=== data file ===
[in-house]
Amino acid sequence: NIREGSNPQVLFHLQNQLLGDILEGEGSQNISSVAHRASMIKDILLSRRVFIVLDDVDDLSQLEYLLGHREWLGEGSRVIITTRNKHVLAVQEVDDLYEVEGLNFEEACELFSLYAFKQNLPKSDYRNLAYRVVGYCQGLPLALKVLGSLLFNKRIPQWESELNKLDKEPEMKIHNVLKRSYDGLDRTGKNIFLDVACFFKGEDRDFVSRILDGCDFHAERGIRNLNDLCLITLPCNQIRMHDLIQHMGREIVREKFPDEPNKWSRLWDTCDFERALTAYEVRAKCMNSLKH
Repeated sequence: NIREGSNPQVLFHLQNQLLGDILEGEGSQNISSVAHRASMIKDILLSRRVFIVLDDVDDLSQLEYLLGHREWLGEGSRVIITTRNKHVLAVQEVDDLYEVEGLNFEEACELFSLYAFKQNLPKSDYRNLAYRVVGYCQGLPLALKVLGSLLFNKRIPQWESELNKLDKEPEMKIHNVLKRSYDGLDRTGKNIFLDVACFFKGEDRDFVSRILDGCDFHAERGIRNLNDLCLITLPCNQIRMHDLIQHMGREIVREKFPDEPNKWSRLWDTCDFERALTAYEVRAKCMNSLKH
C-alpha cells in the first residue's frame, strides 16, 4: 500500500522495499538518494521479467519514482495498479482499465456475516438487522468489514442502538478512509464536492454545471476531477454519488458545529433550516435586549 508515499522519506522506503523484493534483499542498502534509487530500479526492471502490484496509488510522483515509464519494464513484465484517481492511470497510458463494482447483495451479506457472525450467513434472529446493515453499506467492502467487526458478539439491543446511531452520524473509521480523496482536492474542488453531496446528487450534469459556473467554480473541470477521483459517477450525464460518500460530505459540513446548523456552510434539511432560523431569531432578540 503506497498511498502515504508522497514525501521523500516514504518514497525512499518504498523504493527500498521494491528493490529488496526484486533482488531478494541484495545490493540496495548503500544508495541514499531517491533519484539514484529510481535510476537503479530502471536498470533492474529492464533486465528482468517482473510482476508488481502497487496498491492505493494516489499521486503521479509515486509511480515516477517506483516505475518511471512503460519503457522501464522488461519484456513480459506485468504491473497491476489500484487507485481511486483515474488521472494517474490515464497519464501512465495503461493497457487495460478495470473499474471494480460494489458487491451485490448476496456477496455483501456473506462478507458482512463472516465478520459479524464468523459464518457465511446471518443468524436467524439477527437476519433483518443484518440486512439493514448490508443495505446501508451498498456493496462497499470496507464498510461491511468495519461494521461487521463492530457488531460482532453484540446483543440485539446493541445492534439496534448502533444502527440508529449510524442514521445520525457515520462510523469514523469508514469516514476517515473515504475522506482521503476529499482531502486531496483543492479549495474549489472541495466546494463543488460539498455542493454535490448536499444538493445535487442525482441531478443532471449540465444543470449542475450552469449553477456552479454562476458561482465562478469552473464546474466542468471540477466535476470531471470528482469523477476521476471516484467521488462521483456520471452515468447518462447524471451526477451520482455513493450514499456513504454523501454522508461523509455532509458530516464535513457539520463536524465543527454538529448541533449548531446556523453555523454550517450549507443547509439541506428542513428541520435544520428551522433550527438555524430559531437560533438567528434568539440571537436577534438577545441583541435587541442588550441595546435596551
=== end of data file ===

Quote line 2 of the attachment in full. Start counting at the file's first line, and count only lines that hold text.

Amino acid sequence: NIREGSNPQVLFHLQNQLLGDILEGEGSQNISSVAHRASMIKDILLSRRVFIVLDDVDDLSQLEYLLGHREWLGEGSRVIITTRNKHVLAVQEVDDLYEVEGLNFEEACELFSLYAFKQNLPKSDYRNLAYRVVGYCQGLPLALKVLGSLLFNKRIPQWESELNKLDKEPEMKIHNVLKRSYDGLDRTGKNIFLDVACFFKGEDRDFVSRILDGCDFHAERGIRNLNDLCLITLPCNQIRMHDLIQHMGREIVREKFPDEPNKWSRLWDTCDFERALTAYEVRAKCMNSLKH